The Owl Pages

African Wood Owl ~ Strix woodfordii


The African Wood Owl is a medium-sized owl with a rounded head and no ear-tufts.

Photo Gallery (6 pictures)

  • African Wood Owl
  • African Wood Owl
  • African Wood Owl
  • African Wood Owl
  • African Wood Owl
  • African Wood Owl

Sound Gallery

Typical male - Western Democratic Republic of the Congo © Bruce Marcot.
Typical female - Northwestern Zimbabwe © Bruce Marcot.


Description: There is some individual variation in general colouration. The facial disc is pale buffish-brown with darker concentric lines, shading into a dusky ring around the dark brown eyes. The eyelids and edges around the eyes are fleshy pink. The bill and cere are yellowish. The rest of the head and neck are dark brown, spotted white.
The mantle, back and uppertail-coverts are dusky rufous, with individual feathers having narrow white bars near the end, white shaft-steaks and buff vermiculations. Scapulars have white outer webs, forming a white row across the shoulder. The flight and tail feathers are barred light and dark.
The underparts are russet, densely barred whitish and brown.
Tarsi are feathered pale buff with pale brown bars. The toes are bare, and coloured yellow-horn. Claws are greyish-brown.

Size: Length 30-35cm. Wing length 222-273mm. Tail length 123-176mm. Weight 240-350g. Females are larger and heavier than males.

Habits: The African Wood Owl is a strictly nocturnal bird. It roosts during the daytime, singly or in pairs, in dense cover - mostly high in trees. Vocalisations begin at night, often singing from exposed perches such as the top of a tree. Adults have been known to feign injury as a distraction if a nest with young is threatened.

Voice: The song of the male is a loud, rhythmic sequence of clear hoots - "whubu-wububu-wubu". This phrase is repeated at intervals of several seconds. The female has a similar higher pitched call with the first double not more drawn-out and followed by a slightly longer pause - "whuhooh wububu-wubu". The female also utters a high "wheeow", often answered by the male with one or more low hoots.

Hunting & Food: This owl feeds mostly on insects such as grasshoppers, crickets, cicadas, moths, caterpillars, and beetles, but will also take frogs, reptiles, small birds, small rodents and shrews. Most prey is caught from a perch, the owl normally watching its victim intently before swooping down on it. Also hawks flying insects in the air, and snatches small animals from vegetation while in flight.

Breeding: Each pair occupies a territory throughout the year, and is particularly vocal before the start of the breeding season. Normally nests in a natural hole in a tree, often where a large branch has broken off. Occasionally uses a stick nest of a larger bird, or nests on the ground at the base of a trunk or beneath a fallen log. The female lays 1-3 (usually 2) rounded white eggs (about 43 x 37.7mm) at intervals of 2-4 days. She incubates the eggs alone, starting with the first egg, while the male supplies the food. The incubation period is 31 days, and the young hatch at similar intervals to which the eggs were laid. Chicks open their eyes 10 days after hatching. The female broods them until they are about three weeks old, then leaves them unattended at night to help her mate bring food to the nest. At 23-27 days old, the young leave the nest, but are still unable to fly, and remain in cover nearby where they are fed by both parents. By 46 days they fly well, staying with their parents for a further four months before becoming independent.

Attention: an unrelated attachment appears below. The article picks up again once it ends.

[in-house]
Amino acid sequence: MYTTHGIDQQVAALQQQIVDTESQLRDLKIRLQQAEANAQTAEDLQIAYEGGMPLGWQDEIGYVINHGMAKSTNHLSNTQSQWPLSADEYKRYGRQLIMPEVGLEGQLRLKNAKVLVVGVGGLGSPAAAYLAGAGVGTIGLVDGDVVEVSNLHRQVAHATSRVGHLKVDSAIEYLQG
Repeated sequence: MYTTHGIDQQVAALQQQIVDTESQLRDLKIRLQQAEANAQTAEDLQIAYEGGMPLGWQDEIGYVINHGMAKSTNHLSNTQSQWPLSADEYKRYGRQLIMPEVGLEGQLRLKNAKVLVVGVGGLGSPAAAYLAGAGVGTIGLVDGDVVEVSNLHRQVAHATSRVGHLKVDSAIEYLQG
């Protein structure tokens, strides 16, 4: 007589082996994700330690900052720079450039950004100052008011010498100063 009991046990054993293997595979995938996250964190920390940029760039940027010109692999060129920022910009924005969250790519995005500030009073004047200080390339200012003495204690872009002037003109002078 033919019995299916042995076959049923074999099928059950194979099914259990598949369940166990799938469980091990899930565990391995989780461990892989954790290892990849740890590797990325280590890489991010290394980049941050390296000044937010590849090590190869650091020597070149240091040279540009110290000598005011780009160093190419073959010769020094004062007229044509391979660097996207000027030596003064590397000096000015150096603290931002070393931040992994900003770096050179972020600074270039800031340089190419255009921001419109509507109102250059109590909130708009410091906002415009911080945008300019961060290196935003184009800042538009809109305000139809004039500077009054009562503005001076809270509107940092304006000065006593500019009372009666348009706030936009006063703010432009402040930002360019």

Habitat: Forest, from the edge of primary forest to dense woodland. Also riverine forest and plantations. Ranges from sea-level up to 3700m elevation.

Distribution: Western Africa from Senegal, east to Ethiopia and south to the Cape in South Africa.

Range of African Wood Owl (Strix woodfordii)
Range of the African Wood Owl Strix woodfordii

Status: Generally common in suitable habitats.

Original Description: Smith, Sir Andrew. 1834. South African Quarterly Journal (S. Afr. Q. J.; edited at the South African Institute) (2): p. 312.

References: (may contain affiliate links)
Borrow, Nik & Demey, Ron. 2001. "A guide to the birds of western Africa". Princeton University Press.
Boyer and Hume. 1991. "Owls of the World". BookSales Inc.
del Hoyo, Elliott & Sargatal. 1999. "Handbook of the Birds of the World: Barn Owls to Hummingbirds". Buteo Books.
König, Claus & Weick, Friedhelm. 2008. "Owls: A Guide to the Owls of the World (Second Edition)". Yale University Press.
König, Weick and Becking. 1999. "Owls: A Guide to the Owls of the World". Yale University Press.
Strix woodfordii at Xeno-canto.

See also: Other owls from Africa, Genus: Strix.

Page by Deane Lewis. Last updated 2020-10-27. Copyright Information.